Instead, I keep all options open so that I can respond to them on my terms: when I want to, when I have the emotional energy, and when it’s convenient for me.

Boundaries create freedom and empowerment

I titled this piece Two Scary Phone Habits because that’s what they are: scary. Most readers will acknowledge some level of logic in my arguments but will likely ignore both suggestions.

And that’s okay. It’s not my intention to should on you.

But if I hear you complain about school messages and emails coming to you at all hours of night and weekend, I’m going to remind you of something: you’re not a victim of some angry parent or over-zealous administrator.

Take control of your phone.

Take back your sanity by giving these two phone habits a chance.

The results just may change your life.

Photo credit: Flo Maderebner on Pexels.com

A Message to Middle Schoolers: Stop Sweating the School Stuff

Chill is a skill: don’t let academic anxiety steal the joy from your life.

I’m a vice-principal in a small middle school of 220 students.

Our kids are awesome. And our families are invested and supportive.

It’s cool to learn in our school. It’s cool to be a tryhard. It’s cool to help others learn, too.

Something else. Our assessment system features no percentages or letter-grades.

Instead, evidence of student learning is assessed against curricular standards using a 4-point proficiency scale like the one below.

By removing letter-grades and percentages from the picture, we’re also getting rid of rank-and-sort. We’re saying goodbye to trophy culture. We’re not interested in defining winners and losers.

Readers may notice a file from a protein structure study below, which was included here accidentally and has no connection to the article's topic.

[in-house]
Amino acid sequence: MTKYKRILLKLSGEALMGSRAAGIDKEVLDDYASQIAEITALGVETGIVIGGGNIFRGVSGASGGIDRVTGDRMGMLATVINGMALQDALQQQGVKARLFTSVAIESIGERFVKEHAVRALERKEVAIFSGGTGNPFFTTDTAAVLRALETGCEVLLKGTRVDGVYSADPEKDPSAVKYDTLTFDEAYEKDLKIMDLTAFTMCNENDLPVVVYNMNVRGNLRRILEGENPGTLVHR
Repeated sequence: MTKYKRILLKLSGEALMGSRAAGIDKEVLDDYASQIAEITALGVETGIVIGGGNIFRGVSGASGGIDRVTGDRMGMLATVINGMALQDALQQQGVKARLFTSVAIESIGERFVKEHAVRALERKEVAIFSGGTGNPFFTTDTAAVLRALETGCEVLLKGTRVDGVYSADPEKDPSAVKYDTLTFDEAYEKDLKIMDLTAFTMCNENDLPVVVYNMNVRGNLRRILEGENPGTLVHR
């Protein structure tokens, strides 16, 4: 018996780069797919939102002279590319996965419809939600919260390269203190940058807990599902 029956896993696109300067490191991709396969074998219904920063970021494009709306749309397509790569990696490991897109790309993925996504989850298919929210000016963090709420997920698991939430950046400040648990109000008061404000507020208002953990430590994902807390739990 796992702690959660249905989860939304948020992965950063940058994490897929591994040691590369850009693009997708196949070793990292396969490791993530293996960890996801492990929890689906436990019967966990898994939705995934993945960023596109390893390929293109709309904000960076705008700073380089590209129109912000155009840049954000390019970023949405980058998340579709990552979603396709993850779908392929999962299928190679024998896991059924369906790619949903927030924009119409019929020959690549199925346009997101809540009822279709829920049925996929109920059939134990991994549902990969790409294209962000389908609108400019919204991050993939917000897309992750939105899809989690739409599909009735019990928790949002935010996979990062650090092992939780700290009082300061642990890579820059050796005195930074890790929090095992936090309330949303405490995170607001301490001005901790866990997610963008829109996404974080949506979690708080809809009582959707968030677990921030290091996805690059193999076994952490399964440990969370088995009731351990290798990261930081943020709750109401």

Instead, we’re saying that we are a learning community. We pursue proficiency together because we are all developing learners.

That’s our messaging, anyway.

Academic anxiety can persist even in standards-based grading environments

I know a couple of middle schoolers who regularly demonstrate high proficiency against learning standards in virtually every subject.

They are committed and determined learners. They’re outstanding collaborators. They’re compassionate supporters and encouragers of classmates. They’re leaders in the room and absolute joys to teach.

These students project a lot of sunshine and roses, but a silent battle rages below the surface.

They struggle with intense anxiety around their academic achievement.

It’s so saddening, and it defies understanding.

What’s at the root of this anxiety?

Here’s a bold proposition: no middle schooler should have to deal with academic anxiety. Absolutely none — I don’t care how well their learning is progressing.

When high school juniors and seniors experience academic anxiety, I don’t like it, and I can make some strong cases against it. For one, the quality of your life will not depend on which college you’re admitted to.